More Than Meets the Eye(13)

By: Karen Witemeyer


The girl was fast.

And heading in his direction.

Shoot.

Logan holstered his revolver and ducked to the far side of the tree. She ran past and whistled a second time. He winced at the sharp sound. No fingers had been required for the shrill call. Impressive.

Then a rumbling started downstream in the creek bed. From the direction Logan had just come. Snorting. Charging. The vegetation shook in a path leading straight for the Hamilton gal.

Logan’s mouth went dry.

Double shoot.

He leapt away from the tree and set off after the girl. His boots slipped on the loose soil of the embankment, but he kept his balance. He took his eyes off her long enough to plot his course out of the dry wash, then panicked when he couldn’t find her green skirt amid the vegetation. Sensing she’d head west toward home, he veered left.

There. A flash of white. Her blouse. Logan churned up the earth. Earth that rumbled with the approach of a rogue boar. The grunting grew louder. Closer. Sweat dripped down Logan’s temple. He had to get between the girl and the hog.

He stretched his stride. Caught a glimpse of her between the trees. Heard the grunt of the boar. Spied its black hide barreling down on the girl from the right. Only one chance to get between them.

Logan sprinted over a lip of higher ground and launched himself into the air.

Before his feet hit the ground, his chest hit her back. His arms cocooned her as he twisted to the right in order to absorb the impact and use his body as her shield.

The girl squealed, not unlike the pig. He released his hold on her, intending to draw his pistol. That was a mistake. The female turned on him. She flipped around and brought her knee up into his groin. Air whooshed from his lungs as pain radiated through his lower half. He would have thrown her off him except he was too busy dodging the fingers jabbing at his eyes.

Good gravy. She fought dirtier than a saloon brawler. If he hadn’t spent so much time in disreputable establishments learning how to stay alive, he’d no doubt be down at least one eye by now.

When the heel of her hand narrowly missed the bridge of his nose, Logan decided the time for chivalry had passed. He grabbed her wrists, wrapped a leg around her hips, and rolled her onto her back, taking extra care to pin her legs with his weight. He had no intention of joining the soprano section of the church choir.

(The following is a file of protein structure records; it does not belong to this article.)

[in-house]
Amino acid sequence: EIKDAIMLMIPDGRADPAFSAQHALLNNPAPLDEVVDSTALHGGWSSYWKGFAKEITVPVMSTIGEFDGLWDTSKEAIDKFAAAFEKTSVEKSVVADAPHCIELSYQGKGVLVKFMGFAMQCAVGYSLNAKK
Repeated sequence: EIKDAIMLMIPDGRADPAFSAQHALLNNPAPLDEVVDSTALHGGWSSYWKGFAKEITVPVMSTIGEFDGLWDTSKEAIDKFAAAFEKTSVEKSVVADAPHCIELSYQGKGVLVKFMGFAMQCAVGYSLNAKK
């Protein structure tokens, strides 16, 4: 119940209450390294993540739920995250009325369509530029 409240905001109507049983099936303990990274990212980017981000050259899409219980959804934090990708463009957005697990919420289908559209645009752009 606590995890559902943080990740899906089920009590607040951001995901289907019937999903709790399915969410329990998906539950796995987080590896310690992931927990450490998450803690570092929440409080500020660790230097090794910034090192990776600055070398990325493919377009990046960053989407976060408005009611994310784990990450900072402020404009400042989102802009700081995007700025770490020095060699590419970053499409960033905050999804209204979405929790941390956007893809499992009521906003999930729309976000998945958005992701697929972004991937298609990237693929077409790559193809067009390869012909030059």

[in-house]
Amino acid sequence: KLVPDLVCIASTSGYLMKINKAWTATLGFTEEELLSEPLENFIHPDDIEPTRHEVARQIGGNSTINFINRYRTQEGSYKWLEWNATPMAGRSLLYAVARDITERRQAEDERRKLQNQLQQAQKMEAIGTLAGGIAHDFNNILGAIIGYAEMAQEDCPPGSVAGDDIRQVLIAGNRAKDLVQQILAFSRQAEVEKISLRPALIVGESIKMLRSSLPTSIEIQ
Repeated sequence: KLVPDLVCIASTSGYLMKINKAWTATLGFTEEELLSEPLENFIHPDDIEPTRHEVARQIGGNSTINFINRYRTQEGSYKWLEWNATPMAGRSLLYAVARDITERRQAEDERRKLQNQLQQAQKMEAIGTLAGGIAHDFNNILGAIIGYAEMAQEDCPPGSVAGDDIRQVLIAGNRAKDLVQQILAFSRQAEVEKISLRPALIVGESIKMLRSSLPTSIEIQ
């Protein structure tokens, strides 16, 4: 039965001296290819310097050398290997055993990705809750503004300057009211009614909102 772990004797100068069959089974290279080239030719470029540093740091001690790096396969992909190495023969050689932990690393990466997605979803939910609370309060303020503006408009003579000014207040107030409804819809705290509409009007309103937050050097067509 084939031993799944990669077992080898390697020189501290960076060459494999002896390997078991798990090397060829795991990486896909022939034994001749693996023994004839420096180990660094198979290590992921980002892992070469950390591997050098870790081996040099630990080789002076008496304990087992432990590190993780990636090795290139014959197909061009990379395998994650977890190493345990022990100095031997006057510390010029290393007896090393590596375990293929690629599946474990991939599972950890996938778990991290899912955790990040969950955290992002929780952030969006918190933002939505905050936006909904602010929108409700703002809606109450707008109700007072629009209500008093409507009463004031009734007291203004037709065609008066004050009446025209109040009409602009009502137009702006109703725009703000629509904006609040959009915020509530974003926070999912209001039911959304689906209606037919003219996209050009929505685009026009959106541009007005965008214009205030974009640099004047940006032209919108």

She writhed beneath him, terror etching her face.

“Be still, would ya?” he growled, rearing back as she tried to butt him with her head. “Land sakes, woman. I’m not tryin’ to hurt you. I’m trying to protect you.”

“From what?” she demanded.

“From the—”

Boar! A black shadow caught the corner of his vision a heartbeat before the beast’s head plowed into Logan’s side, bowling him off the girl. Fearing she’d be trampled, he snaked an arm around her midsection and dragged her back under him as he pulled up on all fours. Using his body as a barrier, he gritted his teeth against the force of the hog’s shove, bracing his arms and digging the toes of his boots into the soft earth.

At least his damsel had the good sense to cease her attacks. In this position, all his tender parts were at her mercy. She did keep shouting “No” at him, though, in the same stern voice his mother had used when scolding him as a boy.

The boar backed away—probably to get a running start at him again—and Logan snatched the opening. He sat back on his haunches, drew his revolver, and swiveled to face the feral hog.

“No!” the girl screamed, panic more than scolding resonating in her voice now.

Logan tuned it out as best he could, concentrating on lining up the head shot. A hog’s skin was so tough, a miss would just anger the beast and put them in more danger.

Time slowed as he fit his finger to the trigger. Then the crazy female lurched upward and grabbed his gun arm.

“Don’t shoot!”

He tore free from her grip and shoved her back to the ground none too gently.

“Look at the bow,” she cried as she scrambled back to her feet.

Logan took aim, his focus glued to the area between the animal’s eyes.

She launched herself onto his back and tackled him to the ground. “He’s not wild,” she insisted even as Logan bucked her off and rolled her to the side. “Please!”

The desperate plea and tremulous voice tugged at a heart he’d thought long ago hardened past all sentimentality.

Logan paused. Took in his adversary. Snorting, ugly, black creature. Yet not charging. And a ridiculous, gargantuan red bow hung wilted against its right shoulder.

Maybe he should shoot the creature. Out of pity. The shame of being subjected to such a prissy accessory would mortally wound any male’s pride. The boar would probably thank him for putting an end to his suffering.